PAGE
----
TLDR: I created a playlist compiling several of my favorite meditation tracks that I have found on YouTube over the years. On this playlist, you will find guided meditations with different themes - anxiety and stress relief, gratitude, endorphin releasing, mind clearing, etc. I also threw in some binaural tracks (frequency-based music intended to promote relaxation, creativity, healing and various other mental states.) The binaural tracks are without voices, so you can easily play them in your headphones while working or resting.

My very first introduction to meditation took place in my final semester of college. I met with an advisor about my remaining credits - turns out I was left with one awkward single credit to fulfill (all thanks to that Dance Dance Revolution “gym” class that I just haaaaad to take my freshman year!) In reviewing available courses that would fit into my schedule, I stumbled upon a Creative Mindfulness and Meditation course in the theatre department. I vividly recall my discomfort walking in to the first day, as our class was instructed to remove our shoes and “move freely about the room, either imagining yourself as an alien new to the earth, or a baby just born.” EK. THIS was foreign to me. There is a good reason I am a visual artist and not performanced-based. Over the semester, our class did yoga, practiced clearing the mind and focusing on physical sensation and being through meditation, shared vulnerable thoughts in our discussion circles, worked and talked through many assignments and exercises that intended to bring mindfulness into our individual creative practices. By the end of the semester there was a sense of trust and community among hose of us in the class and our teacher. The class had transcended the objective of fulfilling a credit, and I don’t think it would be a stretch to assume that every person who completed the course remains impacted. For me, it was an introduction to all of the good stuff I had heard of but not yet tried for myself. It integrated various techniques into my wellness toolkit. I would love to elaborate more in upcoming weeks about my new self-care regimen, but it will be a lengthy post so I will save it for another entry. I hope this playlist is helpful to someone, even if you find just one or two tracks that you can integrate into your own routine!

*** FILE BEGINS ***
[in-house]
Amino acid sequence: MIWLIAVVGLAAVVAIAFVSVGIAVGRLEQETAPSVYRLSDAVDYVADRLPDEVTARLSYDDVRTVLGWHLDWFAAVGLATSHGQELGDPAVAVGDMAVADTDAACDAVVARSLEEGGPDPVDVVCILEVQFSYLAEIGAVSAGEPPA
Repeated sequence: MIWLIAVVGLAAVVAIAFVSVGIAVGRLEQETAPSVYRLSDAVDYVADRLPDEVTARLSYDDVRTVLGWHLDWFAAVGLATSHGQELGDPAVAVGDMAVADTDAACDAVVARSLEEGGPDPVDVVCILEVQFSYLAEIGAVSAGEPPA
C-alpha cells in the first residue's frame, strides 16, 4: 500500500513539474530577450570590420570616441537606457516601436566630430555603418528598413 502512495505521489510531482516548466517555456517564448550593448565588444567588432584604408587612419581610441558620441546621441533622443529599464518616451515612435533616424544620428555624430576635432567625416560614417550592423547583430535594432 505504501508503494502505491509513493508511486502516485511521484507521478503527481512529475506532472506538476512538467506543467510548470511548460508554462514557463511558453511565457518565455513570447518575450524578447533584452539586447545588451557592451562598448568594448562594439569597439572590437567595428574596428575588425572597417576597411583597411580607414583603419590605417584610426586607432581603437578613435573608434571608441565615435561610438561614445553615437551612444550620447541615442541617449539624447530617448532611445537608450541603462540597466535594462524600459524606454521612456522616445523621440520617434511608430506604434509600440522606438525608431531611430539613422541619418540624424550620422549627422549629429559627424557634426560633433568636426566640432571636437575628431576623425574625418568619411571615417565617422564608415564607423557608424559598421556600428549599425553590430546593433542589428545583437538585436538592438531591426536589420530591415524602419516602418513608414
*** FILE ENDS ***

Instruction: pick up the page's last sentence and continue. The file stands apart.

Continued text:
Lex Sova
Orange Cauliflower Cashew Vegetarian Stir Fry

●OLIVE OIL OR BUTTER (I actually used Avocado oil from Costco - it’s cheap, healthy, and is tolerant of high heat.)
●CARROTS (5-6 carrots cut on diagonal)
●CELERY (4-5 stalks cut on diagonal)
●GREEN ONION / SHALLOTS (amount is your call)
●CASHEWS (as many as you can stand. there is no such thing as too many cashews honestly.)

sauce ingredients:
●SUGAR (2/3 cup)
●SOY SAUCE (1/3 cup)
●LEMON (I used the juice of half of a large lemon)

seasoning blend for roasting ingredients:
●RED PEPPER FLAKES (2 tablespoons)
●DRIED GINGER POWDER (2 teaspoons)
●DRIED GARLIC POWDER (2 teaspoons)

The first part of this recipe consists of roasting the cauliflower. Preheat oven to 425 degrees. Chop up the cauliflower head into smaller, reasonably bite sized pieces. Place in a pan and coat with oil. I used my Magic Bullet to create a finely-ground mixture of red pepper flakes, dried ginger, and dried garlic. After blending well, pour the mixture over the oil-coated cauliflower and mix well so all pieces are thoroughly seasoned. Place in the oven and roast for 20-25 minutes. Normally cauliflower needs about 30 minutes to roast fully but we will be stir frying it too so we are aiming to avoid overcooking it.

Chop an entire onion. I like to chop it length-wise so that it splits into long strips, as opposed to dicing. Chop celery on the diagonal, decent sized chunks, not super thin slivers. I chop the carrots the same way. Slice green onions thin and set aside as a garnish. If you buy whole cashews instead of halved, you can cut roughly chop them into smaller pieces.

Measure out sugar and pour into a bowl that you can mix the liquid up in. Add measured soy sauce, and the juice of half of a large lemon. Mix well with a spoon, then pour into small saucepan on medium heat and stir until sugar has melted. Turn off heat.

Heat up your oil or butter in the wok on high heat. Sauté your onion. Add chopped carrot and allow to sauté for a couple minutes. Add celery, then cashews. Add roasted cauliflower, then pour the melted sauce mixture over the veggies and stir in pan with heat still on. Turn heat off after a couple minutes and serve over rice. Garnish with green onion.

Things I definitely would have added if I had them in my pantry:

Lex Sova